The same estimator (again, in the case of a DDA, a discriminant function coefficient) is again computed for the whole sample minus one of the subsets, and this is repeated for each subset, and this value is referred to by Daniel (1989) as theta. Psuedovalues are then computed by multiplying the number of subsets by theta-prime, and subtracting the number of subsets minus one, multiplied by theta. The jackknifed estimator is the average of these psuedovalues (Daniel, 1989).

After finding the jackknifed estimator, one performs a t-test on it (or one can compute a confidence interval for the jackknifed estimator). Divide the jackknifed estimator by its standard error to obtain a t-value, with degrees of freedom equal to k-1. A jackknifed estimator is considered stable (i.e., your results are more likely to be replicable) if its calculated t-value exceeds the t-critical value (Daniel, 1989).

A conceptual illustration of what the jackknife does can be found in what the author calls "the sausage example." Say you are a making sausage and you have a big vat of sausage being made, from which represents the population you are sampling. Say that a bug accidentally gets mixed in with your sausage. The bug represents an extreme outlier that exists in your population. You take a sample from your sausage vat, a round, one-foot long sausage, which represents your sample taken from the population (the big vat) and lets say that, through sampling error, you get the bug in this particular sausage (i.e., this sample contains the outlier). What can we do about this "outlier" in our "sausage"? Well, using a knife (or even a jackknife!), we could cut our sausage into several pieces, in order to determine if one of the pieces has the bug, the "outlier" in it. In a similar fashion, the statistical jackknife lets us know when we have a problem with part of our sample due to sampling error.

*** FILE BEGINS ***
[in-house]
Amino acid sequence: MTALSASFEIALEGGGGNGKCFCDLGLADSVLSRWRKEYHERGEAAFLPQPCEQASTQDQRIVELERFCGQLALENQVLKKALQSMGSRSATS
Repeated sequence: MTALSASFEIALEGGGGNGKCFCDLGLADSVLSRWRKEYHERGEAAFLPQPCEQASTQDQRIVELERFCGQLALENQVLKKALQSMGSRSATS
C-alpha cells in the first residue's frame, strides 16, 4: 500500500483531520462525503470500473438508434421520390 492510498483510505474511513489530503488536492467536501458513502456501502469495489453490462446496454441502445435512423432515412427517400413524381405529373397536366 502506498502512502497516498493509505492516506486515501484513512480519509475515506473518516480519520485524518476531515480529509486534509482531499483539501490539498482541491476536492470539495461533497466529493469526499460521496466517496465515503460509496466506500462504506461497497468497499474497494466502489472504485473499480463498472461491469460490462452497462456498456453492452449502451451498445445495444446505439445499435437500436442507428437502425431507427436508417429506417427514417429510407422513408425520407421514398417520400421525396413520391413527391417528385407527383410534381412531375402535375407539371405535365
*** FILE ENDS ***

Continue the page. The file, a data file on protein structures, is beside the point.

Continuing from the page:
Fan and Wang (1995) discuss some of the limitations of the jackknife appraoch to internal replication. Due to the fact that sample size does impose a limit on the number of resamples, the jackknife may not be appropriate for small samples. Fan and Wang (1995) also stated:

it is still unclear whether, for a given sample, the size for each of the K subsets will cause any systematic differences in the results. In other words, does it matter if one observation is deleted for each jackknife analysis compared to five observations deleted each time? (p. 5)

Fan and Wang (1995) compared the jackknife to the bootstrap, and found that the two pretty much gave similar results when sample size was large. Thus, the jackknife does not appear to be the best method to use when sample size is small. Since cross-validation, especially in a CCA, also requires a large sample size, it is recommeded that the bootstrap, described below, be used in lieu of either the jackknife or cross-validation when the sample size is small.


The bootstrap technique for determining result replicability was originally formulated by Efron (1979). Thompson (1995) described the conceptual basis of the technique:

Conceptually, these methods involve copying the data set many times into an infinitely large "mega" data set. Then hundreds or thousands of different samples are drawn from the "mega" file and results are computed separately for each sample and then averaged. The method is powerful because the analysis considers so many configurations of subjects (including configurations in which a subject may be represented several times or not at all) and informs the researcher regarding the extent to which results generalize across different types of subjects. (p. 86)